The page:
Posted by: Jim Moore | 26 August 2021 at 04:48 PM
Here are the thoughts of John Pilger:
Posted by: Bernard Corden | 25 August 2021 at 07:16 PM
Chris Overland wrote recently that "history shows unequivocally that the Western world was riven by religious disputation and violence for centuries" and mentioned the savage so called '30 Years War' that ravaged Europe in 17th century.
My highschool boy history always struck me as strange even in 1949. It covered the period 1750 (may have been 1 January) to 1910 (possibly 31 December) yet it was called Modern History for us kids despite ignoring the two recent wars of 1914-18 and 1939-45 while avoiding the last big Scottish struggle of 1745.
So I thought I'd gen-up on internet about that 17th century fight. An interesting read that made a change from Amazon prime movies.
One of memorable snippets I came away with was alleged to have been written by a Berlin reporter about the sacking of Prague in 1620 after the Battle of the White Mountain.
He wrote: “Those who have nothing, fear for their necks and all regret not taking up arms and fighting to the last man..."
To me that sums up the hordes of the young men of Afghanistan at Kabul airport that continues today while in some broadcasts we see street markets functioning and hundreds of taxi and other cars being driven around the streets of the city.
Are they poor at the bottom of the social pyramid or clever pragmatists or were most of the five million inhabitants of Kabul a 5th column or fellow-traveller Tali supporters happy to benefit from the West's largesse of over a trillion knowing that one day soon GIs really would go home leaving so many goodies on offer for the strongest or cleverest takers.
Or can I assume that Afghanistan is not really a nation but a conglomeration of many tribes and their clans just like PNG.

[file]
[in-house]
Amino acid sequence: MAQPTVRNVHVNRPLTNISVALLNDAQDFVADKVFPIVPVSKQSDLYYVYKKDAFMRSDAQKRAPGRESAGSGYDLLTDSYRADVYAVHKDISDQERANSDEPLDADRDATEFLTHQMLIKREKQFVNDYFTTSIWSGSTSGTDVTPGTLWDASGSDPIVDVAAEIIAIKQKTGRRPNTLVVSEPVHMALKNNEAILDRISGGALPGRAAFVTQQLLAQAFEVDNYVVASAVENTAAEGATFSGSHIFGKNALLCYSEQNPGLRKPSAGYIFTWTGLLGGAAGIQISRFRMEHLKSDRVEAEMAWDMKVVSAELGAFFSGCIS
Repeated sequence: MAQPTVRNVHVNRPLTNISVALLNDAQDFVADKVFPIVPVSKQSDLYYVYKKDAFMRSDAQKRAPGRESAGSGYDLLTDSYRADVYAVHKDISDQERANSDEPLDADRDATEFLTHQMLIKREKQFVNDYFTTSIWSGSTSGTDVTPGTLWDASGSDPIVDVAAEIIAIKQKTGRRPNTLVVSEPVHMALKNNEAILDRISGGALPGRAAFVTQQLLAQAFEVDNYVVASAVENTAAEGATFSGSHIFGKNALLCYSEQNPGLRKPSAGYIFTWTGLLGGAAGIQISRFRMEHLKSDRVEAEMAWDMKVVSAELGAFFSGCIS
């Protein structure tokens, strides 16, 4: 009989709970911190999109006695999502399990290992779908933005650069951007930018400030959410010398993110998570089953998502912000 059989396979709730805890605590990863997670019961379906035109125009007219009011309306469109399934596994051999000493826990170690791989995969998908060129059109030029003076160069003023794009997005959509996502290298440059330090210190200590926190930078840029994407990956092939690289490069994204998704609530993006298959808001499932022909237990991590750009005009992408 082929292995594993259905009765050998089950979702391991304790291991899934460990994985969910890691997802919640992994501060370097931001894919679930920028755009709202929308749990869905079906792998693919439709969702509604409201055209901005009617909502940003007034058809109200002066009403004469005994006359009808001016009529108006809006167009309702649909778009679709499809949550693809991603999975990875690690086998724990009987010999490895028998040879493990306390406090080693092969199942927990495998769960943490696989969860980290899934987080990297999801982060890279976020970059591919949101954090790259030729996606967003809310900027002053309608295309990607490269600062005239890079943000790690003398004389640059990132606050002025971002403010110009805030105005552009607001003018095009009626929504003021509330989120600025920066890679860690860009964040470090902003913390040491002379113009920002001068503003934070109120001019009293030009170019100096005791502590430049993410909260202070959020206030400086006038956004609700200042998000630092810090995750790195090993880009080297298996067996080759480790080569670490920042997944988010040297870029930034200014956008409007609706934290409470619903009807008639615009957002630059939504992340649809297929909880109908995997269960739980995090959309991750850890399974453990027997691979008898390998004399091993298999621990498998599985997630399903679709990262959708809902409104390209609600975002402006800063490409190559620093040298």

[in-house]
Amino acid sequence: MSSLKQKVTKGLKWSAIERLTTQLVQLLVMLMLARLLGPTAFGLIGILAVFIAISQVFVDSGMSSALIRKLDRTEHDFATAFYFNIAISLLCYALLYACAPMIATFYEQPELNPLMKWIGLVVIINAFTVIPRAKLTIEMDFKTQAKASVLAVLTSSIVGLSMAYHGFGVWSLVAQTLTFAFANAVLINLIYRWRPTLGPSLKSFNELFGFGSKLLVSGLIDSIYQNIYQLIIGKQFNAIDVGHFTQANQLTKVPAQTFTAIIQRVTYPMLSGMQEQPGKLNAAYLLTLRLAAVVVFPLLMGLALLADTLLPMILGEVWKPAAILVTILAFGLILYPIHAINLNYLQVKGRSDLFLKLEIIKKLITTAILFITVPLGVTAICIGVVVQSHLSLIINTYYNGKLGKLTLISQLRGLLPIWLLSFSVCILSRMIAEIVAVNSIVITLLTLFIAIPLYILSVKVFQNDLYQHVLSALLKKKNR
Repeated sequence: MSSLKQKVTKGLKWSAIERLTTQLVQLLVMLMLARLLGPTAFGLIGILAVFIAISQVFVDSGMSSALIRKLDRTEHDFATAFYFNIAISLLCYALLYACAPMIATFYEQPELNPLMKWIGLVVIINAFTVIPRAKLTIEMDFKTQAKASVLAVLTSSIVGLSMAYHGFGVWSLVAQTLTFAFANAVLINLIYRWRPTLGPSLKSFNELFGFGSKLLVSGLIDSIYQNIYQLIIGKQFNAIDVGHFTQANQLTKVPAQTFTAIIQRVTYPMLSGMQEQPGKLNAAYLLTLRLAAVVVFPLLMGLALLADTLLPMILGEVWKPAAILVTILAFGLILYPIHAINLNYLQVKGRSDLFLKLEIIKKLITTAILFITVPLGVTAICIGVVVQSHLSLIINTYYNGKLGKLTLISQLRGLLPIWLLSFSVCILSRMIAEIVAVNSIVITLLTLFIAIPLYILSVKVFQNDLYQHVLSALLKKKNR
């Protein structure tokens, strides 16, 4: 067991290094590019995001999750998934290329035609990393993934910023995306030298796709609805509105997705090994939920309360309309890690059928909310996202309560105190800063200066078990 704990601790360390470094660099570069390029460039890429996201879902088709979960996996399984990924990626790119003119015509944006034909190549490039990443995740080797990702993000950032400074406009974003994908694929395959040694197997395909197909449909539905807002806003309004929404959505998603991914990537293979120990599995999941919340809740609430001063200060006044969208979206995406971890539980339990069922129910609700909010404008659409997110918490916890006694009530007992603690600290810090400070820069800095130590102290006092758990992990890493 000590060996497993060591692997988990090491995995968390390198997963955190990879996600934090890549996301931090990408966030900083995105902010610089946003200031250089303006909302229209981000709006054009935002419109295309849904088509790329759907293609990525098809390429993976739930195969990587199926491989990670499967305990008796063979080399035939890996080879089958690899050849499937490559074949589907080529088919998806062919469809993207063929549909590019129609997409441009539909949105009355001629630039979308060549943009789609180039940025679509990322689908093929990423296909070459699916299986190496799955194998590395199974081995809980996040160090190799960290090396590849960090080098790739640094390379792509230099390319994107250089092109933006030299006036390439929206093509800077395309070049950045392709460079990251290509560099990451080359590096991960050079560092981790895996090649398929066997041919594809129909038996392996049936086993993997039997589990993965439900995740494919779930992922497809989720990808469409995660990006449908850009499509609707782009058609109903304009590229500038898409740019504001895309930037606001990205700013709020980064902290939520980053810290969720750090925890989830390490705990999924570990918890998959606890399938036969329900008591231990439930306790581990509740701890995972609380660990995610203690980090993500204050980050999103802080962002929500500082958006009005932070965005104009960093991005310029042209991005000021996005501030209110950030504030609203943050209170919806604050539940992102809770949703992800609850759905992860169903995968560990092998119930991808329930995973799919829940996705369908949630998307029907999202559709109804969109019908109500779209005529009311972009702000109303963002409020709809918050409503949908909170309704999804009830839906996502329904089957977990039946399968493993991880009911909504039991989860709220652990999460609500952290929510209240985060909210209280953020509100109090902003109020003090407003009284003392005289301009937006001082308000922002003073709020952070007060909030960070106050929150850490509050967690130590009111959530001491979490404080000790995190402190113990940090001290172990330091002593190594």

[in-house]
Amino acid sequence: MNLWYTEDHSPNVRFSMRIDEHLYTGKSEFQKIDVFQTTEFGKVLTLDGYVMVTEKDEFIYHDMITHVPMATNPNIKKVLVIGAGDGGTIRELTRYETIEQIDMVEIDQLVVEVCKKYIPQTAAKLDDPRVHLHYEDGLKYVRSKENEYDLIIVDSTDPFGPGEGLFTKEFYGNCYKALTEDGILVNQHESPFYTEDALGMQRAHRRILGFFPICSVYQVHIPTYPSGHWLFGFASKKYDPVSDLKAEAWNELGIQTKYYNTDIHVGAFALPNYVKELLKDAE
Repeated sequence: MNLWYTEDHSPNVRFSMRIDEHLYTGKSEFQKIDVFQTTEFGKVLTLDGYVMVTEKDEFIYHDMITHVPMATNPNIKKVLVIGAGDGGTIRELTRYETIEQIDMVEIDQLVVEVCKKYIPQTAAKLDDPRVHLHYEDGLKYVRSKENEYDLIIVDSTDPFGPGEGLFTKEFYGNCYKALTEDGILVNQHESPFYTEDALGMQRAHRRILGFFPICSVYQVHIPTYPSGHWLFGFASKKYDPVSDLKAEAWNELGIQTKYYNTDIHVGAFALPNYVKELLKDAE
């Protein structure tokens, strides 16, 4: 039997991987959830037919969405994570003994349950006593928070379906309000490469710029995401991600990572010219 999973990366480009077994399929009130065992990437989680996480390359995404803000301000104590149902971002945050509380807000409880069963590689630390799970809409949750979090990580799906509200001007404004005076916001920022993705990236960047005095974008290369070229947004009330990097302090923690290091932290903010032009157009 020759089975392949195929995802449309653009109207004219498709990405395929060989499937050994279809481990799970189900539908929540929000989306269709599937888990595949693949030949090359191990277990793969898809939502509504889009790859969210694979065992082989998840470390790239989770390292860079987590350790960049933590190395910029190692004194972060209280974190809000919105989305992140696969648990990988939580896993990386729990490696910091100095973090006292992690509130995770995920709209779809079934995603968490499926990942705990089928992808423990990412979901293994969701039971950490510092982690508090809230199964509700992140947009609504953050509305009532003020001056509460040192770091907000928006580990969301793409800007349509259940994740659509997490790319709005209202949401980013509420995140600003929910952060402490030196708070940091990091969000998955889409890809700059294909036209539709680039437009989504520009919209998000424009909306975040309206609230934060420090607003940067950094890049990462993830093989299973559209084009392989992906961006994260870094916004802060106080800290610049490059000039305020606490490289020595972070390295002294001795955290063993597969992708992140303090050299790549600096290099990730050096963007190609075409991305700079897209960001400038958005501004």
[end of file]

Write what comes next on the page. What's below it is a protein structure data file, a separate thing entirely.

The latter socio-ethnic groups demand allegiance above all else against their neighbouring tribe and there is a little feeling of nationhood despite the efforts of the politicians.
To the average rural Lavongai Islander, Kavieng is his or her's normal farthest point of exploration from their huts. I soon became aware of this lack of concern for the dwellers in Waigani and the political manoeuvres such as votes of no confidence or party hopping.
After all food for the evening meal required every day's efforts in their subsistence lives. It was fun to grab a free cigarette or even a can of SP from the quinquennial parade of mostly strangers seeking their 'X' on the ballot paper after which life returned to the normal survival mode.
Thus for me tribalism raises a question what would the PNG army do if Indonesia or other nation decided to invaded the Sepik wanting their grubby hands on the Frieda resource?
Would Oro, New Ireland or New Britain soldiers fade away as happened with the Afghan Army especially if the elite in Waigani headed south to their luxury home in Australia?
After the blood and chaos it is said the biggest losers in the 30 Years War were the Germanic feudal tribes, principalities etc who would need another 200 years to become an independent nation in 1871.
Independence takes time to grow into a genuine social and emotional concept as I recall my grandfather informing me of being billeted not on a German family in Cologne in the 1919 British Army of Occupation but on a Prussian family.
I must end with one of my Grampy's World War I favourite songs which he would occasionally sing forty years after his war ended: "There's a long long road a-winding..."
What is the future for a stable Afghanistan? Sadly I stick my neck out to prophesy, “Not in this century!”
Posted by: arthur williams | 23 August 2021 at 10:08 PM
"The quickest way of ending a war is to lose it" - George Orwell
Posted by: Bernard Corden | 23 August 2021 at 12:38 PM